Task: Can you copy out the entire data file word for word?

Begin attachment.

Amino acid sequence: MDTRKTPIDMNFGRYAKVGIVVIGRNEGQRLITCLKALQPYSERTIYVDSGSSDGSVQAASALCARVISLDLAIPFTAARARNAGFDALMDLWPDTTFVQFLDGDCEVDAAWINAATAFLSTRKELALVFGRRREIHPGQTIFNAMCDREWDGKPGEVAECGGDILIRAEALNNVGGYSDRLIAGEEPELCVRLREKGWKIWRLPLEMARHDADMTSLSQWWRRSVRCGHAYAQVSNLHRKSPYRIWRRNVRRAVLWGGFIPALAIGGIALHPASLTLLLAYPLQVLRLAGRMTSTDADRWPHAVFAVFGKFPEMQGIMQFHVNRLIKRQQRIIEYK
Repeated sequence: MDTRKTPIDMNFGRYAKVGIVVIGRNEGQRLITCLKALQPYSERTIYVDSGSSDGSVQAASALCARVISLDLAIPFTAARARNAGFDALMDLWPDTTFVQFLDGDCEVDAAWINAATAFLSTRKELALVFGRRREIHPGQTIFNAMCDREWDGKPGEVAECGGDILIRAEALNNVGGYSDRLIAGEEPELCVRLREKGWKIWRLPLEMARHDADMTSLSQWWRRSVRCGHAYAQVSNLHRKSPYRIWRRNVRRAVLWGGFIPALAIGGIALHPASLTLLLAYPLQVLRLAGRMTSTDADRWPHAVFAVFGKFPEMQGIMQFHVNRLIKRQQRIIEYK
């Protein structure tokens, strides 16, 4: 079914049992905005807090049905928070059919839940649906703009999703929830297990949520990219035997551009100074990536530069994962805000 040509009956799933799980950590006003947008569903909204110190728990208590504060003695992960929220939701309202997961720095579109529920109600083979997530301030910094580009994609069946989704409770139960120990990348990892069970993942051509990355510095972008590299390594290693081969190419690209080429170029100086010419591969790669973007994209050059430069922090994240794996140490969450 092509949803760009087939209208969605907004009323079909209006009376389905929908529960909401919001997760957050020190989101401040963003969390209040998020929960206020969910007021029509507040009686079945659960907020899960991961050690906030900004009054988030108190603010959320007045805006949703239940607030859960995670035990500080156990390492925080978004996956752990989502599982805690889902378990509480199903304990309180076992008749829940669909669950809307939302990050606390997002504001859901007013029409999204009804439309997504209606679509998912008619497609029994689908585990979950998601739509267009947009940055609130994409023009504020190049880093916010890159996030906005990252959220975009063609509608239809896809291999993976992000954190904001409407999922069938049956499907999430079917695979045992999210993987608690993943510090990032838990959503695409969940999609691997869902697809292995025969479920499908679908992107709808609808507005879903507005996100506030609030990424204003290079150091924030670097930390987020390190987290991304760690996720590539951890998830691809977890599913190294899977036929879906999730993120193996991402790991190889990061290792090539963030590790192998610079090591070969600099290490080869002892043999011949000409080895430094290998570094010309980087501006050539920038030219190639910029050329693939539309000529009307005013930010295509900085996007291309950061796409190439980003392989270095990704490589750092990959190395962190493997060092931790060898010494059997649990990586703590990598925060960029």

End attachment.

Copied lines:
Amino acid sequence: MDTRKTPIDMNFGRYAKVGIVVIGRNEGQRLITCLKALQPYSERTIYVDSGSSDGSVQAASALCARVISLDLAIPFTAARARNAGFDALMDLWPDTTFVQFLDGDCEVDAAWINAATAFLSTRKELALVFGRRREIHPGQTIFNAMCDREWDGKPGEVAECGGDILIRAEALNNVGGYSDRLIAGEEPELCVRLREKGWKIWRLPLEMARHDADMTSLSQWWRRSVRCGHAYAQVSNLHRKSPYRIWRRNVRRAVLWGGFIPALAIGGIALHPASLTLLLAYPLQVLRLAGRMTSTDADRWPHAVFAVFGKFPEMQGIMQFHVNRLIKRQQRIIEYK
Repeated sequence: MDTRKTPIDMNFGRYAKVGIVVIGRNEGQRLITCLKALQPYSERTIYVDSGSSDGSVQAASALCARVISLDLAIPFTAARARNAGFDALMDLWPDTTFVQFLDGDCEVDAAWINAATAFLSTRKELALVFGRRREIHPGQTIFNAMCDREWDGKPGEVAECGGDILIRAEALNNVGGYSDRLIAGEEPELCVRLREKGWKIWRLPLEMARHDADMTSLSQWWRRSVRCGHAYAQVSNLHRKSPYRIWRRNVRRAVLWGGFIPALAIGGIALHPASLTLLLAYPLQVLRLAGRMTSTDADRWPHAVFAVFGKFPEMQGIMQFHVNRLIKRQQRIIEYK
């Protein structure tokens, strides 16, 4: 079914049992905005807090049905928070059919839940649906703009999703929830297990949520990219035997551009100074990536530069994962805000 040509009956799933799980950590006003947008569903909204110190728990208590504060003695992960929220939701309202997961720095579109529920109600083979997530301030910094580009994609069946989704409770139960120990990348990892069970993942051509990355510095972008590299390594290693081969190419690209080429170029100086010419591969790669973007994209050059430069922090994240794996140490969450 092509949803760009087939209208969605907004009323079909209006009376389905929908529960909401919001997760957050020190989101401040963003969390209040998020929960206020969910007021029509507040009686079945659960907020899960991961050690906030900004009054988030108190603010959320007045805006949703239940607030859960995670035990500080156990390492925080978004996956752990989502599982805690889902378990509480199903304990309180076992008749829940669909669950809307939302990050606390997002504001859901007013029409999204009804439309997504209606679509998912008619497609029994689908585990979950998601739509267009947009940055609130994409023009504020190049880093916010890159996030906005990252959220975009063609509608239809896809291999993976992000954190904001409407999922069938049956499907999430079917695979045992999210993987608690993943510090990032838990959503695409969940999609691997869902697809292995025969479920499908679908992107709808609808507005879903507005996100506030609030990424204003290079150091924030670097930390987020390190987290991304760690996720590539951890998830691809977890599913190294899977036929879906999730993120193996991402790991190889990061290792090539963030590790192998610079090591070969600099290490080869002892043999011949000409080895430094290998570094010309980087501006050539920038030219190639910029050329693939539309000529009307005013930010295509900085996007291309950061796409190439980003392989270095990704490589750092990959190395962190493997060092931790060898010494059997649990990586703590990598925060960029």